No business knows better than one in the cleaning industry that labor is money. In fact, labor can consume up to 90 percent of a cleaning budget. And as most of us also know, floor care is one of the most labor-intensive tasks cleaning crews perform. With these facts in mind, below are 10 suggestions for lowering your floor care costs.1. Choose the right products. Nothing is a bigger labor cost drain than discovering you used the wrong stripper, polish, sealer or other floor care product after the fact! To avoid wasting time and money (or having an even more disastrous outcome) it is vital to know what kind of products work on what types of floors. This starts with reading the manufacturer’s label. However, be on the alert for possibly over zealous claims since a product that “can” be used on a specific type of flooring does not necessarily mean it is the best one to use. If you are in doubt, check with your distributor and/or ask for recommendations from colleagues who maintain the same types of floors.
2. Discover new formulations. Floor polishes have come a long way in the last few years alone. Not only are there many non-toxic and VOC-free offerings (which can reduce potentially expensive labor health-related issues) but there also are new formulations that incorporate nanotechnology. Highlights of these finishes include fewer coats; increased square-foot coverage; faster drying times; and a harder, durable finish that is more dirt, water, scratch and scuff resistant—all of which can add up to huge labor savings.
3. Embrace technology. Today’s autonomous floor machines are one example of the labor savings “smart” technology offers when it comes to floor care. These machines use lasers and software to map the floor layout, including furniture and other potential obstacles, in a single pass. From this they can accurately predict square footage, product requirements, average time and other factors aimed at completing the job with minimal human labor. Most come complete with accuracy, maintenance, scheduling, product-usage, battery- level and other reporting functions that remove the guess work and further free up workers’ time.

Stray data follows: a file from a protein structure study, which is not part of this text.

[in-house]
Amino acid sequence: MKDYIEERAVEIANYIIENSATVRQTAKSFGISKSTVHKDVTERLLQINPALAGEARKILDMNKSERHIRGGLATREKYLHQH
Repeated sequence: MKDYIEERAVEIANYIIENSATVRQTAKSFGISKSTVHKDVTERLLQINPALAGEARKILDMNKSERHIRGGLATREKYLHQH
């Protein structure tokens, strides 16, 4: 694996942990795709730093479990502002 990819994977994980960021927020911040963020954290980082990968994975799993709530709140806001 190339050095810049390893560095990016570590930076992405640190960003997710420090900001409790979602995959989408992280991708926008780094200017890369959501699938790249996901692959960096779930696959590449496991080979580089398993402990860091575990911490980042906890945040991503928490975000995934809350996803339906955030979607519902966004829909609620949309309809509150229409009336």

Another example of labor-saving technology is industry-specific software. These programs contain a multitude of options that can help reduce floor care labor, including work-loading, scheduling, automatic maintenance reminders, project tracking—even accountability reports that can help keep workers focused and inspired to produce quality floors in a reasonable timeframe.
4. Choose microfiber. Microfiber mops hold and retain more dirt and water than traditional string and other types of mops, which reduces the number of passes required to clean floors as well as to pick up unwanted moisture. Reusable microfiber mops also can be laundered for up to 200 times. (Single-use microfiber mops might be preferred in health care settings to avoid even a trace of cross contamination.)
5. Buy in bulk. Most suppliers offer appealing discounts for buying sealer, finish, and other floor care formulas in larger containers and quantities.
6. Join forces. Consider joining a buying group—or create your own group of colleagues—to receive the larger discounts associated with volume purchases.
7. Don’t defer maintenance. Floor machines and other floor care products should be treated the same as you would your car: Don’t wait until the unit breaks down and is out of commission. Perform routine maintenance as suggested by the manufacturer; if you hear an unfamiliar noise, check it out before a potentially small problem becomes a big one, requiring expensive repairs, or worse, replacement.
8. Buy quality. We’ve all heard it before, but the maxim “you get what you pay for” remains as true in floor care as elsewhere. A quality floor finish, for example, will require fewer coats, look better and last longer, which adds up to less frequent stripping and finishing—and considerable labor and product savings.
9. Train properly. Don’t subscribe to the trial—and error—method of training employees when it comes to floor care as it can prove an expensive mistake. Invest in your workers with formal coursework and hands-on demonstrations. Have new employees shadow your floor care experts. The training doesn’t have to be expensive. Most distributors and manufacturer representatives are happy to help with online and in-person training. All you have to do is ask.
10. Watch out for traffic. Is there a sufficient number of floor mats inside and outside doorways to catch dirt and debris before it scratches and scuffs the floor’s finish? Are you using a more durable finish in high-traffic areas? Are you performing routine maintenance more frequently in areas where traffic is heaviest? Watching the flow of traffic and taking suitable precautions can make floors last up to twice as long—and cut labor significantly.
Floor care often accounts for the largest chunk of a cleaning crew’s labor, but following these suggestions can keep it from orbiting out of control.